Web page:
Officials picked up a flag for pass interference.

Tight end Zach Ertz (No. 86), meanwhile, was also open over the middle. Wentz made his read based upon the coverage and seemingly made the right one. But this play was one example of why Ertz hasn’t been targeted as much this season, especially early in games.

Pederson: The plays we called, obviously had him in mind on a couple of them. The ball just went to other guys. … That’s just part of playing progression offense.

Ertz has 19 fewer targets than he had through seven games last season. He hasn’t seen a pass come his way in three straight first quarters and wasn’t targeted until the third quarter Sunday.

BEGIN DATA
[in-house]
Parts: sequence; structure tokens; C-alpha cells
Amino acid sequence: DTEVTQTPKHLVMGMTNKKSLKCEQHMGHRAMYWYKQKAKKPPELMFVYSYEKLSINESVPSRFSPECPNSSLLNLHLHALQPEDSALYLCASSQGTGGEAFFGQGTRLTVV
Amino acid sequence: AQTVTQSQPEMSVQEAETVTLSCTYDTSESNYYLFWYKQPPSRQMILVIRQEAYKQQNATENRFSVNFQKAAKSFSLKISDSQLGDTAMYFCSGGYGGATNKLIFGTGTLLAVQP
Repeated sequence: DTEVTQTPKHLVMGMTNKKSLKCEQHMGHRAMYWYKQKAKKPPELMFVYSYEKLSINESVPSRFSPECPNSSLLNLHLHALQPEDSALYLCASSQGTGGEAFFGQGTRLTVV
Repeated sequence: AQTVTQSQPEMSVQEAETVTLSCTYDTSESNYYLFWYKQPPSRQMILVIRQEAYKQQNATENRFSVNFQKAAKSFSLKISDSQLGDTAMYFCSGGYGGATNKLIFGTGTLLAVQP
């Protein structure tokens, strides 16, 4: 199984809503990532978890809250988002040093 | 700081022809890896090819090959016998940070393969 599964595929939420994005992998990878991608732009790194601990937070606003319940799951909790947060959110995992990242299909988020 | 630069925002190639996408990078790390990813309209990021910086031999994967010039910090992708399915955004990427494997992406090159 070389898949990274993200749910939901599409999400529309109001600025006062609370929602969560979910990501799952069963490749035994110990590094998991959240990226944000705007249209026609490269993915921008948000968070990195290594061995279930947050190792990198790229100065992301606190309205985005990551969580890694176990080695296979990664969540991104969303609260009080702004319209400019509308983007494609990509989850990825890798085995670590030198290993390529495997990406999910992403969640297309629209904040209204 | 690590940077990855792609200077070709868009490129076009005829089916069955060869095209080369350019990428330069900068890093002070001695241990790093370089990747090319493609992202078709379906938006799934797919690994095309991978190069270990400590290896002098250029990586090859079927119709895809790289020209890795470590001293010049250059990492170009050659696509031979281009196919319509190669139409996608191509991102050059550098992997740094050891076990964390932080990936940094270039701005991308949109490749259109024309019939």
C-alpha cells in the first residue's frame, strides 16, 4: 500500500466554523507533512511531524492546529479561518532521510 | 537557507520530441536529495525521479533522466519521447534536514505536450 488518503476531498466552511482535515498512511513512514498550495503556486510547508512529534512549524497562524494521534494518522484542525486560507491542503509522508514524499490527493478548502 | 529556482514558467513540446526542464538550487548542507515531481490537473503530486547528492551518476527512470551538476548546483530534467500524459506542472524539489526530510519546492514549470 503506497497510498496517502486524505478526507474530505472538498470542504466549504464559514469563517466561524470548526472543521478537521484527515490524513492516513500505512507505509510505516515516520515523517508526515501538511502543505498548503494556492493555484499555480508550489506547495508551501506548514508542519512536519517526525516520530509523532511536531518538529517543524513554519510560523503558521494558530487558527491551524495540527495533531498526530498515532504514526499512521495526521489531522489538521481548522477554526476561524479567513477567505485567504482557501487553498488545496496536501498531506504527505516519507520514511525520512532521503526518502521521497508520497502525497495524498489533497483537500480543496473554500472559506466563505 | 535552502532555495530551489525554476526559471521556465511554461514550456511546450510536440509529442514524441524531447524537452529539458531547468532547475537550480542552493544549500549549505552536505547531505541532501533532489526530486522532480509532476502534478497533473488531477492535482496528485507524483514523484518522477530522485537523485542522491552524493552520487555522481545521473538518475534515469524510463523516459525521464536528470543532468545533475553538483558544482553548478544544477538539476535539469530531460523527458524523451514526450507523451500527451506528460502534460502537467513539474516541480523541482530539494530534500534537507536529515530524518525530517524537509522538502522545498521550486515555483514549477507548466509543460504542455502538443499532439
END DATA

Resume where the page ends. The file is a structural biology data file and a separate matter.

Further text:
Wentz: He’s still be a primary quite a bit and we’re still integrating him. Last week, especially, we struggled all across the board. So I’m always confident Ertz will get his.

Tight end Dallas Goedert fumbled on the next play. A series later, Wentz dropped to throw, but he didn’t have anyone initially open. Ertz was his primary read, but he was shaded by two linebackers on a short hook over the middle. Wentz hitched, but Cowboys defensive end DeMarcus Lawrence (No. 90) got around right tackle Lane Johnson (No. 65) and strip-sacked the quarterback in 2.62 seconds.

Scheming mismatches

While Wentz has struggled to hook up with his top receivers downfield after DeSean Jackson’s abdomen injury, he’s had success with running back Miles Sanders and Goedert.